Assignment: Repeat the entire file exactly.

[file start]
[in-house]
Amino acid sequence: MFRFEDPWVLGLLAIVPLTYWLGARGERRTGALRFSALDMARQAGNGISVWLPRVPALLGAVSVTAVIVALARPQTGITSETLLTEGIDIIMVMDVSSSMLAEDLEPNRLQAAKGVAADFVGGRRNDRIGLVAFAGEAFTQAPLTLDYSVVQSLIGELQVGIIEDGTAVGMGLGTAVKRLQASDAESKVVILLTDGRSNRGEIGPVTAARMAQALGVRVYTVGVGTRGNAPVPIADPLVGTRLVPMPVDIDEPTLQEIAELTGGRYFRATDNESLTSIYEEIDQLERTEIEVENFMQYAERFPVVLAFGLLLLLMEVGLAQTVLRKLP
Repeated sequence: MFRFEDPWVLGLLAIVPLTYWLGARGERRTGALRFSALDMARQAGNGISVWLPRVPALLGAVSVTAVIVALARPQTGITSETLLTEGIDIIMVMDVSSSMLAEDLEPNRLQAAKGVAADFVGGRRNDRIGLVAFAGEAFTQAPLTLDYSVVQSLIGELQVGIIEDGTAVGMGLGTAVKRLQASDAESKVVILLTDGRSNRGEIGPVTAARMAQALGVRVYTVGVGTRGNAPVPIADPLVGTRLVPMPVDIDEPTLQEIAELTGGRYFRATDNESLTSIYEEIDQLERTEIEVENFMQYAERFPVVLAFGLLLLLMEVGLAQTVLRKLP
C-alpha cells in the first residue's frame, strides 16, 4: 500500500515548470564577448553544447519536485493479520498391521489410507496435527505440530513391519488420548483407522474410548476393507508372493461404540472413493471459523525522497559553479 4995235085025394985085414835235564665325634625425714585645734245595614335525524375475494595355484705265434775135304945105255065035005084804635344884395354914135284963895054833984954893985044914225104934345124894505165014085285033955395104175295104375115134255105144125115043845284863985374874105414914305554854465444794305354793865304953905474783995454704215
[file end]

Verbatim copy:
[in-house]
Amino acid sequence: MFRFEDPWVLGLLAIVPLTYWLGARGERRTGALRFSALDMARQAGNGISVWLPRVPALLGAVSVTAVIVALARPQTGITSETLLTEGIDIIMVMDVSSSMLAEDLEPNRLQAAKGVAADFVGGRRNDRIGLVAFAGEAFTQAPLTLDYSVVQSLIGELQVGIIEDGTAVGMGLGTAVKRLQASDAESKVVILLTDGRSNRGEIGPVTAARMAQALGVRVYTVGVGTRGNAPVPIADPLVGTRLVPMPVDIDEPTLQEIAELTGGRYFRATDNESLTSIYEEIDQLERTEIEVENFMQYAERFPVVLAFGLLLLLMEVGLAQTVLRKLP
Repeated sequence: MFRFEDPWVLGLLAIVPLTYWLGARGERRTGALRFSALDMARQAGNGISVWLPRVPALLGAVSVTAVIVALARPQTGITSETLLTEGIDIIMVMDVSSSMLAEDLEPNRLQAAKGVAADFVGGRRNDRIGLVAFAGEAFTQAPLTLDYSVVQSLIGELQVGIIEDGTAVGMGLGTAVKRLQASDAESKVVILLTDGRSNRGEIGPVTAARMAQALGVRVYTVGVGTRGNAPVPIADPLVGTRLVPMPVDIDEPTLQEIAELTGGRYFRATDNESLTSIYEEIDQLERTEIEVENFMQYAERFPVVLAFGLLLLLMEVGLAQTVLRKLP
C-alpha cells in the first residue's frame, strides 16, 4: 500500500515548470564577448553544447519536485493479520498391521489410507496435527505440530513391519488420548483407522474410548476393507508372493461404540472413493471459523525522497559553479 4995235085025394985085414835235564665325634625425714585645734245595614335525524375475494595355484705265434775135304945105255065035005084804635344884395354914135284963895054833984954893985044914225104934345124894505165014085285033955395104175295104375115134255105144125115043845284863985374874105414914305554854465444794305354793865304953905474783995454704215